It’s not possible to freeze old people in the beginning of winter, store them outside, almost naked, and then thaw them out in time to help with the spring planting. Is it? Well, in 1939, a Dr. Temple S. Fay of Philadelphia, who had done some experiments freezing human organs, gave a talk in Providence, […]
By Yankee Magazine
Jan 01 2007
It’s not possible to freeze old people in the beginning of winter, store them outside, almost naked, and then thaw them out in time to help with the spring planting. Is it? Well, in 1939, a Dr. Temple S. Fay of Philadelphia, who had done some experiments freezing human organs, gave a talk in Providence, Rhode Island, in which he related a grotesque story he believed to be true. He said it occurred just outside Montpelier, Vermont, about the turn of the century. And if I were asked to name the most popular story we ever printed in The Old Farmer’s Almanac (yes, we do both Yankee magazine and The Old Farmer’s Almanac), I’d probably have to name this story of Dr. Fay’s. In fact, we still receive letters about it. Although Dr. Fay’s title for it had been “A Strange Story”, we called it “Frozen Death.”
Supposedly Dr. Fay quoted the tale from an old diary that was kept by his late uncle Williams, who visited a remote community outside Montpelier one January 7 and found all the community’s elderly people lying on the floor of a cabin, drugged into unconciousness. The diary does on to describe how, during that evening, the drugged people were stripped of all clothing “except a single garment,” carried outside in to the bitter-cold air and stacked up on logs.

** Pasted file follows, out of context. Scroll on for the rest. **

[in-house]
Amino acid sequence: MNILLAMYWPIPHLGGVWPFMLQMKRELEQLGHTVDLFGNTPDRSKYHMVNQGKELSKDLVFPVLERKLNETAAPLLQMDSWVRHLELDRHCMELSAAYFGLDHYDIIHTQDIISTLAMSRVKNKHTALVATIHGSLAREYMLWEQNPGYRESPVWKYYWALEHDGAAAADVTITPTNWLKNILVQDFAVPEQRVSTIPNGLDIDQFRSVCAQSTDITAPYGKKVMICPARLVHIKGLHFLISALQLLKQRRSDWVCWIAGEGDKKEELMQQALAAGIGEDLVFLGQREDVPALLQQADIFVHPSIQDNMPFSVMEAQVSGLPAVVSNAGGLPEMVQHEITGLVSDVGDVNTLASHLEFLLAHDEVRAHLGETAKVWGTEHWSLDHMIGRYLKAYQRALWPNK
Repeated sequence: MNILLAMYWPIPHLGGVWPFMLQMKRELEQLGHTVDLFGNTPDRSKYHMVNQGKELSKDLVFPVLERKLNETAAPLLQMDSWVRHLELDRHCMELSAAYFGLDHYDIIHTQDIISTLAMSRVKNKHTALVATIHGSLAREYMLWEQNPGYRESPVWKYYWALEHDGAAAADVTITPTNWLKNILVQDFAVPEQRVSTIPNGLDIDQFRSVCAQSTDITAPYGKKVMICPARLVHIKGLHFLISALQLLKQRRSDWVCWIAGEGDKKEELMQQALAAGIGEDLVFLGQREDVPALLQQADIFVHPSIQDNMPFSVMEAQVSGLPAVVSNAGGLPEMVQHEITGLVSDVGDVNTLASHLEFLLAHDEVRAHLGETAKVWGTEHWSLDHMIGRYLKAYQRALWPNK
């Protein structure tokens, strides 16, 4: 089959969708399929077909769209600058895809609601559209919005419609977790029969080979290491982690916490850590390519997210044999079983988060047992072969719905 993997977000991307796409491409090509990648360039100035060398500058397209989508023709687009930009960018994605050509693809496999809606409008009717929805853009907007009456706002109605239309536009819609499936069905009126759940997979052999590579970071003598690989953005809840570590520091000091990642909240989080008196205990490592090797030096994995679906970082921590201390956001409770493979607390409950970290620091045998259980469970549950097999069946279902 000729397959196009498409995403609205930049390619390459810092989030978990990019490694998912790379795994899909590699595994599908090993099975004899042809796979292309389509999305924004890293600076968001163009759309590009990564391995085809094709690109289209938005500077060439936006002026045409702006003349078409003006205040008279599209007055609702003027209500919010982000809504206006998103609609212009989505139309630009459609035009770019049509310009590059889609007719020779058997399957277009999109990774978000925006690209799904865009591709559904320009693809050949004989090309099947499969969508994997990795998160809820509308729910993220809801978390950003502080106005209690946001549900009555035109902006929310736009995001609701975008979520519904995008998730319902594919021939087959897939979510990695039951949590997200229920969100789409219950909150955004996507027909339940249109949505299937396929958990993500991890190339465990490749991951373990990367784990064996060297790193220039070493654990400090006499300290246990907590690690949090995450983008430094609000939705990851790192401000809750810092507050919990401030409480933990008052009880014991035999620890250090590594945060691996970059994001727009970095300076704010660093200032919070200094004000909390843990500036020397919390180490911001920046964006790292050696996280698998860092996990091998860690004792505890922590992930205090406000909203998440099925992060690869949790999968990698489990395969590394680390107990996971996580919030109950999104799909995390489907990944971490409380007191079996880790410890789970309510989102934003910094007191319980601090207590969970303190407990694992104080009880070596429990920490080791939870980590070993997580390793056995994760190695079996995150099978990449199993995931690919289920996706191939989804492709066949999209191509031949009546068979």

The next day the bodies, by then frozen solid, were covered with straw and pine boughs, placed in layers in a huge wooden enclosure to protect them from animals, and left there. The diary relates that when the writer returned to the community the following May, all the frozen old people were brought inside, placed in tubs of warm water with hemlock boughs until they revived and were given sips of brandy. Soon they were going about their business “rather refreshed by their long sleep of four months.”
That, essentially, was the story. So one cold January day when I was in that area researching a story about Vermont legends, I stopped at a country store outside Montpelier. The proprietors were a man and his wife, both quite elderly.
After introducing myself and chitchatting about the cold weather, I told them that I’d heard that somewhere nearby they used to freeze the old people in early January and then thaw them out come spring.
“Ever heard of that?” I asked. Both nodded and said, yes, everyone around there had heard that story.
“Well, what I’d like to know,” I said, “is whether or not you believe it. Do you believe it?”
Again, they both nodded.
“Yes, we believe it to be true,” the old gentleman replied to which, after a moment of silence, his wife added, very seriously, “All except for the thawin’ out part.”
Makes me smile to remember how, after that, the three of us laughed together that day.